BRITTLE started out his life playing nurse to a dying man, purchased in truth instead to look after the man’s widow upon his death. But then war came and Brittle was forced to choose between the woman he swore to protect and potential oblivion at the hands of rising anti-AI sentiment. Thirty years later, his choice still haunts him. Now he spends his days in the harshest of the wastelands, known as the Sea of Rust, cannibalizing the walking dead — robots only hours away from total shutdown — looking for parts to trade for those he needs to keep going.
I haven’t seen any mentions of this on social media, but I found it in the publisher’s catalogue (and then on Amazon). I think it sounds really interesting. Published by Gollancz in the UK, in September.
Steve Cavanagh, THE LIAR (Orion, May 18)
A MISSING CHILD
When wealthy businessman Leonard Howell’s daughter is kidnapped, the police jump on it straight away. But Howell knows this won’t be straightforward — he needs someone willing to break the rules.
A CRIMINAL LAWYER
Once a con artist, now a hotshot lawyer, Eddie Flynn’s learnt that fast talk and sleight of hand are just as important in the courtroom are they are on the street. Knowing what it’s like to lose a daughter, he’ll stop at nothing to save Howell’s.
A CORRUPT CASE
With a client on trial for his life, and the body count rising, Eddie Flynn is starting to fear that the whole thing was a set-up from the very beginning.
The only question is who is deadlier — the man who knows the truth, or the one who believes a lie?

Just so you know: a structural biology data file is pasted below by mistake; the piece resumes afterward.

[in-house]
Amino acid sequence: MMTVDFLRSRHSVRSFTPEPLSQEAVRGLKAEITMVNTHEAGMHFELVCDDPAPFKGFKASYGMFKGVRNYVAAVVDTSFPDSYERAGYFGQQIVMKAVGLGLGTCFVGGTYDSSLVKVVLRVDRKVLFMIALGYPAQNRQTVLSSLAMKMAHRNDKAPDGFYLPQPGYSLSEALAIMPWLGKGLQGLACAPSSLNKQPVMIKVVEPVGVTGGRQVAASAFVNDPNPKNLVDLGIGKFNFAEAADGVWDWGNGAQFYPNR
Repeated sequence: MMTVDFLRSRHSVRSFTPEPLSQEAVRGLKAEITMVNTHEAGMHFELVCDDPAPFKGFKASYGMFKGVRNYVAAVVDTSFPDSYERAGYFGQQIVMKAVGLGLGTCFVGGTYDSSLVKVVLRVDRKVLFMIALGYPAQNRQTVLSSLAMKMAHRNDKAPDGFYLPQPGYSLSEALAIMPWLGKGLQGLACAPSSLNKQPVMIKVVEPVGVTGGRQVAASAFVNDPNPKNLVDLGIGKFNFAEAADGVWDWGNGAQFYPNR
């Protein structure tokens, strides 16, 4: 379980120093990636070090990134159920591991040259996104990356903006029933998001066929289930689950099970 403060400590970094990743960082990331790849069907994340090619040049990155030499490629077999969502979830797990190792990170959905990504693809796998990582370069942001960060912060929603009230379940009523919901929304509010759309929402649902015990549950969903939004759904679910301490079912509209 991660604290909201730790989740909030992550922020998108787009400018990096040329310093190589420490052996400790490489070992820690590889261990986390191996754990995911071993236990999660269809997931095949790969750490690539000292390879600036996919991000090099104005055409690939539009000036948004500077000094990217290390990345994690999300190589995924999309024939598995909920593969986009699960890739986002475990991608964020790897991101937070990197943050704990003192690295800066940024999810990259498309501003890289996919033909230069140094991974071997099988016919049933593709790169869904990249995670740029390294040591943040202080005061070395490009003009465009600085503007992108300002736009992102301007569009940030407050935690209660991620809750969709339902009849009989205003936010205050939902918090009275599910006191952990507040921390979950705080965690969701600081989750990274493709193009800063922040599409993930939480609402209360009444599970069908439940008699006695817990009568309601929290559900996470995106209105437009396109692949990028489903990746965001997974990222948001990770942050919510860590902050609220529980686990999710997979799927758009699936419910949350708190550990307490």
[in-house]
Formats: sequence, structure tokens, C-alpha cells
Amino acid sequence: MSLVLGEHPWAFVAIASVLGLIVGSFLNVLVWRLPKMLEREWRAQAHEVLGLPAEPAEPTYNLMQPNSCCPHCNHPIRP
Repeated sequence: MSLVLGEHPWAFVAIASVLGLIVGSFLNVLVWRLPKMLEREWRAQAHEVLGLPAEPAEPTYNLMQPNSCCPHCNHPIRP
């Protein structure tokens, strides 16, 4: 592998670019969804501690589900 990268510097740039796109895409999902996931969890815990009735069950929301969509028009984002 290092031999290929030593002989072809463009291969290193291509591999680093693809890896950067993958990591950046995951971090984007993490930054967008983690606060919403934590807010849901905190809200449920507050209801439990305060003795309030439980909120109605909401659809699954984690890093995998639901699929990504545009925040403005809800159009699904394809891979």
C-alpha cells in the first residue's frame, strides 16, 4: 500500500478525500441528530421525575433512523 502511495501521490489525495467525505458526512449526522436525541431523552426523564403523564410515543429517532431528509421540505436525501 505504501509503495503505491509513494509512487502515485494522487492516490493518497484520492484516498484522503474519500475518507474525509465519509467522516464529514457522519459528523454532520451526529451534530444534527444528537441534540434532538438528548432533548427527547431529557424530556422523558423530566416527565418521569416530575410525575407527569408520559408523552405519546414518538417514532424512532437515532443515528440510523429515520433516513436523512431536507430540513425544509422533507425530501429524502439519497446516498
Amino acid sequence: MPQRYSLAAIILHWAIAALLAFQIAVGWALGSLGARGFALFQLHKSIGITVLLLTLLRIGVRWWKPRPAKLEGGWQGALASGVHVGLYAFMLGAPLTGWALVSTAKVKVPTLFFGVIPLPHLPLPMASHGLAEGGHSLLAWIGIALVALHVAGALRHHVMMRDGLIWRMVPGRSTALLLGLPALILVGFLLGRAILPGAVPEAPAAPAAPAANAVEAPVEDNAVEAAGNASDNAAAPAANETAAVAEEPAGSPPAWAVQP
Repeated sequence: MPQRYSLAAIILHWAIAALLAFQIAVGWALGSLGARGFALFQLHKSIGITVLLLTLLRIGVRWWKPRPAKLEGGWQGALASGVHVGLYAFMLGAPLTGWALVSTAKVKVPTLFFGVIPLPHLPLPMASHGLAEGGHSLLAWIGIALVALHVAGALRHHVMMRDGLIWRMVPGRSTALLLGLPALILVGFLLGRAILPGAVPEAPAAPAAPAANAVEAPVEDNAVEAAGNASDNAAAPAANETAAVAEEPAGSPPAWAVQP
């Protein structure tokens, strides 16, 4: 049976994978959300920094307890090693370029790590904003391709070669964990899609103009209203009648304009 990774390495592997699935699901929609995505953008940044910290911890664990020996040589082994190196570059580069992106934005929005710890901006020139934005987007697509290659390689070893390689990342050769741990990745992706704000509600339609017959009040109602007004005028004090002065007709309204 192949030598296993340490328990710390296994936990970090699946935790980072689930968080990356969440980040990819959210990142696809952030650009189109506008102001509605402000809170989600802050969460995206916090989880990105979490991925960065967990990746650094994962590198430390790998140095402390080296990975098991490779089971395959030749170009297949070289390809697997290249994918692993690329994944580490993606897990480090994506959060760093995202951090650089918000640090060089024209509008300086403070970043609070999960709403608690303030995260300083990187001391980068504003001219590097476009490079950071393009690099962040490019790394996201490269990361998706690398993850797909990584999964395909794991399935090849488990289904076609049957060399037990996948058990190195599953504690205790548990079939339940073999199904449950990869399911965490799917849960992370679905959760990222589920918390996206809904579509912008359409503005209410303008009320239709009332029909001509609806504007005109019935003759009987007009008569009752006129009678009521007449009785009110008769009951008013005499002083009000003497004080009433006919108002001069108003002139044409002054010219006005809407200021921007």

This is Cavanagh’s third novel. I’ve only read his novella The Cross, which I rather enjoyed. I have also bought his first two Eddie Flynn novels: The Defence and The Plea. Published in the UK by Orion, and in the US by Flatiron Books.
Daniel Cole, RAGDOLL (Trapeze, Feb.23)
A body is discovered with the dismembered parts of six victims stitched together, nicknamed by the press as the ‘Ragdoll’. Assigned to the shocking case are Detective William ‘Wolf’ Fawkes, recently reinstated to the London Met, and his former partner Detective Emily Baxter.
The ‘Ragdoll Killer’ taunts the police by releasing a list of names to the media, and the dates on which he intends to murder them. With six people to save, can Fawkes and Baxter catch a killer when the world is watching their every move?
This novel has been enjoying quite a lot of pre-publication hype. Hopefully it will live up to expectations (I already have an ARC). Published in the UK by Trapeze, and in the US by Ecco.
Follow the Author: Goodreads
Mason Cross, DON’T LOOK FOR ME (Orion, Apr.20)
Don’t look for me.
It was a simple instruction. And for six long years Carter Blake kept his word and didn’t search for the woman he once loved. But now someone else is looking for her.
He’ll come for you.
Trenton Gage is a hitman with a talent for finding people – dead or alive. His next job is to track down a woman who’s on the run, who is harbouring a secret many will kill for.
Both men are hunting the same person. The question is, who will find her first?
I really enjoyed Cross’s first three Carter Blake novels, and so I am very eager to get my hands on this new one. Highly recommended series. Don’t Look For Me is published in the UK by Orion. Cross’s novels are published in the US by Pegasus.
Aliette de Bodard, THE HOUSE OF BINDING THORNS (Gollancz, Apr.6)
As the city rebuilds from the onslaught of sorcery that nearly destroyed it, the great Houses of Paris, ruled by fallen angels, still contest one another for control over the capital.
House Silverspires was once the most powerful, but just as it sought to rise again, an ancient evil brought it low. Phillippe, an immortal who escaped the carnage, has a singular goal — to resurrect someone he lost. But the cost of such magic might be more than he can bear.